The results from the past year show that a large majority of Type II permits were issued to single-family properties — consistent with the previous year — but the proportion of Type II permits issued to developers increased.
Developers also tended to remove more trees per permit, and as a result the total number of trees removed by developers using Type II permits in 2016 was higher than the number removed by homeowners using Type II — a reversal from the previous year.
And that prompted a spirited council discussion.
Councilor Theresa Kohlhoff questioned whether the code was doing enough to preserve neighborhood character when older trees are removed, particularly when it comes to mitigation efforts. Replacing 100-year-old Douglas fir trees with new maple trees isn't a fair trade, she said.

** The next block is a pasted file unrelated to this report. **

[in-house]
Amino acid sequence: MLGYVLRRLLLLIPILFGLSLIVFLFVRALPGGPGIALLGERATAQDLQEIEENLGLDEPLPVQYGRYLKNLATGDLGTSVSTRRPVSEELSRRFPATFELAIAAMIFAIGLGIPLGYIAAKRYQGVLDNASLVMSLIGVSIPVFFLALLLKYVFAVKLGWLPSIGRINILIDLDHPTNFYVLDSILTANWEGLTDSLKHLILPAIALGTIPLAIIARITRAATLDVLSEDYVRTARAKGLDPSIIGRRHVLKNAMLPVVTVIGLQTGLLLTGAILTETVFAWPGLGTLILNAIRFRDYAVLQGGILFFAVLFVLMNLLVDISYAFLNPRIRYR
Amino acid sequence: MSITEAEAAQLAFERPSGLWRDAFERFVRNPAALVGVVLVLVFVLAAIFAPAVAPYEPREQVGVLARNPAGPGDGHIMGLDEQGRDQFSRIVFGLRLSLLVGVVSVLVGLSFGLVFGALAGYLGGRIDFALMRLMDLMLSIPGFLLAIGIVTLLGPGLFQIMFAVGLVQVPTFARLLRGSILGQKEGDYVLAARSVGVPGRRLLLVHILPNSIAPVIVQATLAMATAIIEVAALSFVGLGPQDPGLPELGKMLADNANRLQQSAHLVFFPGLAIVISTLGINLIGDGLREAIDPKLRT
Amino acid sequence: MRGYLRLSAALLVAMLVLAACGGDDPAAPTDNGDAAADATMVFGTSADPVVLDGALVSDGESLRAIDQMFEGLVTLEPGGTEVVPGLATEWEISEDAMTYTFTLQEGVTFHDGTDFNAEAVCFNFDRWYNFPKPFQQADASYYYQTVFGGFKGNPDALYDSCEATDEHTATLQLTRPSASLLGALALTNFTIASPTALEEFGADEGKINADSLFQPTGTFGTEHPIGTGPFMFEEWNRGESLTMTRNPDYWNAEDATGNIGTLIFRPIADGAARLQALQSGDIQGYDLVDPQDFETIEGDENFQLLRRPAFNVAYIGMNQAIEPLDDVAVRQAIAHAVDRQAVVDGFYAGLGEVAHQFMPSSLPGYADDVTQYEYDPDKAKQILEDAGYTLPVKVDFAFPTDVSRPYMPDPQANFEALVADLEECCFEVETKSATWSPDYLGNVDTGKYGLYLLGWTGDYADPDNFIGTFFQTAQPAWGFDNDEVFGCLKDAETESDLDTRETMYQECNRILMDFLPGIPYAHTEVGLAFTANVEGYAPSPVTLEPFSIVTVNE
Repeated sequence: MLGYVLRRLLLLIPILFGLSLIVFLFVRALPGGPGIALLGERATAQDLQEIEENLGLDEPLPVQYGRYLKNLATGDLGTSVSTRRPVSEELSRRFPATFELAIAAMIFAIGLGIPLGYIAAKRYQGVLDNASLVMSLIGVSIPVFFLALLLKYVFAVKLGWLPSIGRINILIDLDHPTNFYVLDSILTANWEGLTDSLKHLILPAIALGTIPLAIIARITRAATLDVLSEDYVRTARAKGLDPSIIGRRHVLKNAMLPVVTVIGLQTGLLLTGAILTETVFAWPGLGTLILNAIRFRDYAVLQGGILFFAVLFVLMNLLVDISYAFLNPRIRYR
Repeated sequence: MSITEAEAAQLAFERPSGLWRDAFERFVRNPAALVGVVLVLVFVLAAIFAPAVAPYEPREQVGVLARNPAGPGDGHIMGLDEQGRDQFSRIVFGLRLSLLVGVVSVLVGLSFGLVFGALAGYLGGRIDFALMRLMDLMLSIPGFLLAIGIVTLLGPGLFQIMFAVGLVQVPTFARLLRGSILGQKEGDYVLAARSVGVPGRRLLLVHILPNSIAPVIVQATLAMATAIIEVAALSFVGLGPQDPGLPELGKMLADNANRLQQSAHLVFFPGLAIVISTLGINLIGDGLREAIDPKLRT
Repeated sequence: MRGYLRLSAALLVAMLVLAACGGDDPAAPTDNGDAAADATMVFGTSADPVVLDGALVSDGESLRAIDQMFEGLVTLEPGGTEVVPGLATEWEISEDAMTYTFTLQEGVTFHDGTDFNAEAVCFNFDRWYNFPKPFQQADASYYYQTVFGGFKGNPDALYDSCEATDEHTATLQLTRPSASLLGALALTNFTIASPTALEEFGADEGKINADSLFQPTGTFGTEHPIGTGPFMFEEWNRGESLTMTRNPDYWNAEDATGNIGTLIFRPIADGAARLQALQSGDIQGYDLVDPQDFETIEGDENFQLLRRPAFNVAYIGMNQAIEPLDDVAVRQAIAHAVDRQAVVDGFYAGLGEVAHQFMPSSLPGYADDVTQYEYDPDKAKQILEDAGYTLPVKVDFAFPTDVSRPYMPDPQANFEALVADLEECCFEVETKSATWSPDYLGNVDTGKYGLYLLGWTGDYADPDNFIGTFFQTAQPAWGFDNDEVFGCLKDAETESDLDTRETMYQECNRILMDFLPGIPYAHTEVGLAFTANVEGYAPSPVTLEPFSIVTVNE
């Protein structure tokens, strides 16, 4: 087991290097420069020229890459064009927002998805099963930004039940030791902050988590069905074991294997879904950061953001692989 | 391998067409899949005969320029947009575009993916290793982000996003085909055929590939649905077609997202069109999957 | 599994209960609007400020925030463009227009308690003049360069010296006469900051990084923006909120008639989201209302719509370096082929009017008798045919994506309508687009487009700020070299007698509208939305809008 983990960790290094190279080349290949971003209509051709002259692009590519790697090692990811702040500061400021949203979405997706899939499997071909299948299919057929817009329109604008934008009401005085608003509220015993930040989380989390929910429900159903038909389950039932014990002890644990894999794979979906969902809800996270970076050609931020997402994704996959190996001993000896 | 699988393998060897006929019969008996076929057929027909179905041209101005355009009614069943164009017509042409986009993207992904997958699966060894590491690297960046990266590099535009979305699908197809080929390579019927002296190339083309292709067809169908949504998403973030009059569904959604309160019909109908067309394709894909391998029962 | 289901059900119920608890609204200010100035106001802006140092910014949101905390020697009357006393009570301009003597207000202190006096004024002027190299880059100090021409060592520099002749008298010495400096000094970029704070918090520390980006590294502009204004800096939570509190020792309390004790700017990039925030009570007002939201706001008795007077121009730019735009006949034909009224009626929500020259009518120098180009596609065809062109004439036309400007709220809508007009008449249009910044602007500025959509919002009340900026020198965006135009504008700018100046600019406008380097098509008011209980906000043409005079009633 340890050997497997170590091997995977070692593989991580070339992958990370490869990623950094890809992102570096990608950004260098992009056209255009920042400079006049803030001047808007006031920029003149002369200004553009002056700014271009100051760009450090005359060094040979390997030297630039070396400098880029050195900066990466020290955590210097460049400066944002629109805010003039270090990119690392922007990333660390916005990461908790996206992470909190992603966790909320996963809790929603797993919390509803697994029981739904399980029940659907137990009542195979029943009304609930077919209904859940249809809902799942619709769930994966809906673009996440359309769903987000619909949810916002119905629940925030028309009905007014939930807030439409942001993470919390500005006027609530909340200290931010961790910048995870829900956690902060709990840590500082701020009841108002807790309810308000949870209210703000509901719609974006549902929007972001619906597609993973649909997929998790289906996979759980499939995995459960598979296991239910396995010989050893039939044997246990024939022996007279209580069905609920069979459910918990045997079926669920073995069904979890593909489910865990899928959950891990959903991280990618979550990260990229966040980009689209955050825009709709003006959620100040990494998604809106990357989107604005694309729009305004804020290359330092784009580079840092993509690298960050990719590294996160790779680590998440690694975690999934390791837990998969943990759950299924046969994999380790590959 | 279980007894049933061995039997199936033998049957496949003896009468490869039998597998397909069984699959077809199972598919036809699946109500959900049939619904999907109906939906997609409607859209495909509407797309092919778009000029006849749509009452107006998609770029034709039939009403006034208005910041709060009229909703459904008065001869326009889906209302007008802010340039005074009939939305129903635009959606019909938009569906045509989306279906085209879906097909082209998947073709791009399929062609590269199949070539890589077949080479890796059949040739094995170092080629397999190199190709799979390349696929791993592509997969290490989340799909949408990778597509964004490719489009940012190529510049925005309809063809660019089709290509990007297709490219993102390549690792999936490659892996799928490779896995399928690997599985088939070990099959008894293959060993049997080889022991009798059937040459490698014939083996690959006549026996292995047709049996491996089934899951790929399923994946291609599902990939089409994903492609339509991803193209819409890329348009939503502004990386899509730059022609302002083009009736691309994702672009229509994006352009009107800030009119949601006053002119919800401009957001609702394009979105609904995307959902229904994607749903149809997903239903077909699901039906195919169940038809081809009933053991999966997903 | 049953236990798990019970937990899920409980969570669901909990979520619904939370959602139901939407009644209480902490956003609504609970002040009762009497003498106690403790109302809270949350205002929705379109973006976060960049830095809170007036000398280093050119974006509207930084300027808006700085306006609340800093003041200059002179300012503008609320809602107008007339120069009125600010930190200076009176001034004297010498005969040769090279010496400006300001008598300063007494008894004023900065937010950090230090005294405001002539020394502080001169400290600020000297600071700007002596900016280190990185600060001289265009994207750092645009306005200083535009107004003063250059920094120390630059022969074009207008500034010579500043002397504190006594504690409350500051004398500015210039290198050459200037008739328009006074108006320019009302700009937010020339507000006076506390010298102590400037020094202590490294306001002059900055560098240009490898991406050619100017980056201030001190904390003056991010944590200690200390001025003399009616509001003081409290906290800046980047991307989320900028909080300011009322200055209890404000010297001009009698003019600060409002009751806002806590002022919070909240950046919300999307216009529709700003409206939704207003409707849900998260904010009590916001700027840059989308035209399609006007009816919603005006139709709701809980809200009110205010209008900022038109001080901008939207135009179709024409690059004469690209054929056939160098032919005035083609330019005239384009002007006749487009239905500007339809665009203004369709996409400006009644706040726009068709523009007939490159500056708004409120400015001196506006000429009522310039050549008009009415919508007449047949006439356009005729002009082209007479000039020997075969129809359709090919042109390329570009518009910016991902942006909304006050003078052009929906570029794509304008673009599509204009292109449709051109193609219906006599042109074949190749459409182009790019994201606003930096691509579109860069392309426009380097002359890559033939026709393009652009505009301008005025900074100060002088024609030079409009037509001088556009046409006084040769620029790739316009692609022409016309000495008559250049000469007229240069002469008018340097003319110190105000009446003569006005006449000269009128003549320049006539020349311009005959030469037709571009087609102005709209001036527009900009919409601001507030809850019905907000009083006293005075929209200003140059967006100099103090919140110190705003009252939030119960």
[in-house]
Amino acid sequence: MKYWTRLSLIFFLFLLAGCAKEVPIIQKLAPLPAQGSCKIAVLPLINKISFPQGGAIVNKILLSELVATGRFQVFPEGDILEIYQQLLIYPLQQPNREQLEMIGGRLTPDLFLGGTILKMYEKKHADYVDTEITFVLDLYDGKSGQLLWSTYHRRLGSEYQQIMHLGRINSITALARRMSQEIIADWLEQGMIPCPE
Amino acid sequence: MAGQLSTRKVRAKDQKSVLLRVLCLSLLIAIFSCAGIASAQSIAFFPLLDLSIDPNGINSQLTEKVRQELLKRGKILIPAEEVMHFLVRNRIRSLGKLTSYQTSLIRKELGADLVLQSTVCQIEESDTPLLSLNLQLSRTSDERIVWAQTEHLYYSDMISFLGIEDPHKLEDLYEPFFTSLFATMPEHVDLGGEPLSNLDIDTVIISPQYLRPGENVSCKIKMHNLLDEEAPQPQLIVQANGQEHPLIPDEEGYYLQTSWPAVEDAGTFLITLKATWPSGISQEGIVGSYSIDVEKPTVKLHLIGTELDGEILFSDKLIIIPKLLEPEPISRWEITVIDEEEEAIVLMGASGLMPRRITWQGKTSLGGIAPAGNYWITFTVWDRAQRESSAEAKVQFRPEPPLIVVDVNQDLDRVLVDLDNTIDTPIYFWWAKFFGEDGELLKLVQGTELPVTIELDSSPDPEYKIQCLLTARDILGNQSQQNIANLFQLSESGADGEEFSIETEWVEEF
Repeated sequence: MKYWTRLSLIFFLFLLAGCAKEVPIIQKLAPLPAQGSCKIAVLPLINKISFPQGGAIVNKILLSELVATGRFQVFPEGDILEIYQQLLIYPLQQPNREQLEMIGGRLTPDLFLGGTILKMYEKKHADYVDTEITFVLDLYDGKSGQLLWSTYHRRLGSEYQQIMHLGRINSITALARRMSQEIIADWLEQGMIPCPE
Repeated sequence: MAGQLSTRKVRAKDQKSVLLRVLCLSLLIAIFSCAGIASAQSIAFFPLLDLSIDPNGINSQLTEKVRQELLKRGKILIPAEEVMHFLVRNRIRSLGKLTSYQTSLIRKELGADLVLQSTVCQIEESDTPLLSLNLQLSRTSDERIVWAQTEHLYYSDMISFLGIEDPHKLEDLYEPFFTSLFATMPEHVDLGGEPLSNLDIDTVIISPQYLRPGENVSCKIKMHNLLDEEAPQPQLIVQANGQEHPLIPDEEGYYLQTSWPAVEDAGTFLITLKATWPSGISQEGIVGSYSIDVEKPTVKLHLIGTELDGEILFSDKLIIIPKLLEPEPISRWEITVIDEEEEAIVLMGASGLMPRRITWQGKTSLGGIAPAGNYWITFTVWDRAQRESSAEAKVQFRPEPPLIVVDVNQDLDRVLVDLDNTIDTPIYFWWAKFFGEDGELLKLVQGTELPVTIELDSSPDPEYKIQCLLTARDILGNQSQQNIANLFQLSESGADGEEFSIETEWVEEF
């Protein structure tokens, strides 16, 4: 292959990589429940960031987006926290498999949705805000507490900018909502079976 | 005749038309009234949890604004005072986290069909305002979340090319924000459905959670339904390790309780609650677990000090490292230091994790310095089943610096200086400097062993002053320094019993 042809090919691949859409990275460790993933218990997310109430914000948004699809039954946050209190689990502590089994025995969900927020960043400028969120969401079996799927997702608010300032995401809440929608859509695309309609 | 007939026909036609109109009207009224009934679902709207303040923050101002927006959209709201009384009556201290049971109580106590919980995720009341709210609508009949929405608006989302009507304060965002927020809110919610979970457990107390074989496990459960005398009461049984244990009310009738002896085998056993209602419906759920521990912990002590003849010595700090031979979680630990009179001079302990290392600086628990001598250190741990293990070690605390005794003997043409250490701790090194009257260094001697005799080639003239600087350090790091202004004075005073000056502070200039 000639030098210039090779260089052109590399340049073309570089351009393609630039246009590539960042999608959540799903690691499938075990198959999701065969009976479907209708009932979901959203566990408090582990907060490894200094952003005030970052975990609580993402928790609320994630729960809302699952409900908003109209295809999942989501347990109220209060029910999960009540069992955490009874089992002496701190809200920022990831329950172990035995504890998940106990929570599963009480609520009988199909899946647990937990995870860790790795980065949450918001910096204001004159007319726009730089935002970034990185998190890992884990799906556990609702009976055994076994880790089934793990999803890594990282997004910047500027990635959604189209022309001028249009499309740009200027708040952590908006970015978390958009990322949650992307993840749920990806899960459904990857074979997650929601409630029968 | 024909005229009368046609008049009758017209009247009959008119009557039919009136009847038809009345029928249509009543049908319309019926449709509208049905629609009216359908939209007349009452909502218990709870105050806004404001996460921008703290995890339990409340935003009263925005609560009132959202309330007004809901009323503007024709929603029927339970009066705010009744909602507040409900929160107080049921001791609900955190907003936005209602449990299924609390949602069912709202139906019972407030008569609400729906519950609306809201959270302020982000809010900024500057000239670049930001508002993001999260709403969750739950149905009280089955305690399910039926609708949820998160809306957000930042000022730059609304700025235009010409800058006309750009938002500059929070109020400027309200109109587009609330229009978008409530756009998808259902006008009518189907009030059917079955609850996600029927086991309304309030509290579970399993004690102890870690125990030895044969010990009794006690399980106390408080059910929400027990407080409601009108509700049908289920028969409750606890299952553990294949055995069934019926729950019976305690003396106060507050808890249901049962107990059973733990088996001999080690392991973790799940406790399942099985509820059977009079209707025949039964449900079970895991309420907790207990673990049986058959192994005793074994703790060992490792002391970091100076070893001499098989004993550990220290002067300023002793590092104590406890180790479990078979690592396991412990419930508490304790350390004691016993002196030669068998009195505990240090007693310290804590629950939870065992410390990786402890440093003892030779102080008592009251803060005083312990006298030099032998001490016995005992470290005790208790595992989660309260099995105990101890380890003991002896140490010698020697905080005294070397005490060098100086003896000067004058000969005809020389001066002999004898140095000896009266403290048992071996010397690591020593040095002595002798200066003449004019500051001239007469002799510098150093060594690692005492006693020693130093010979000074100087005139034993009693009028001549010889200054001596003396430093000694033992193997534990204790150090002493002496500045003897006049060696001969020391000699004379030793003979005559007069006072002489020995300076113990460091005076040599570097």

"The problem remains — the impact of development on treed lots was not dealt with," Kohlhoff told The Review. "Consequently, what we're facing right now in certain neighborhoods is (situations) where, if development in the footprint they have can't take place without taking out trees, they take out the trees."
At one point, Kohlhoff asked about the feasibility of incorporating the Tree Code into the City's Development Code as a way to increase preservation. Other councilors pushed back against that idea, however, citing similar discussions that had already been held during the Tree Code Committee process. But there was a consensus that the issue of development remained a lingering concern, and that it needed to be addressed.
"A lot of what we're thinking here was highly discussed during the nine months (of Tree Code Committee meetings)," Councilor Skip O'Neill said. "What came back was that we cannot use the Tree Code as a tool for development. If
we want smaller homes, that's a discussion we need to have."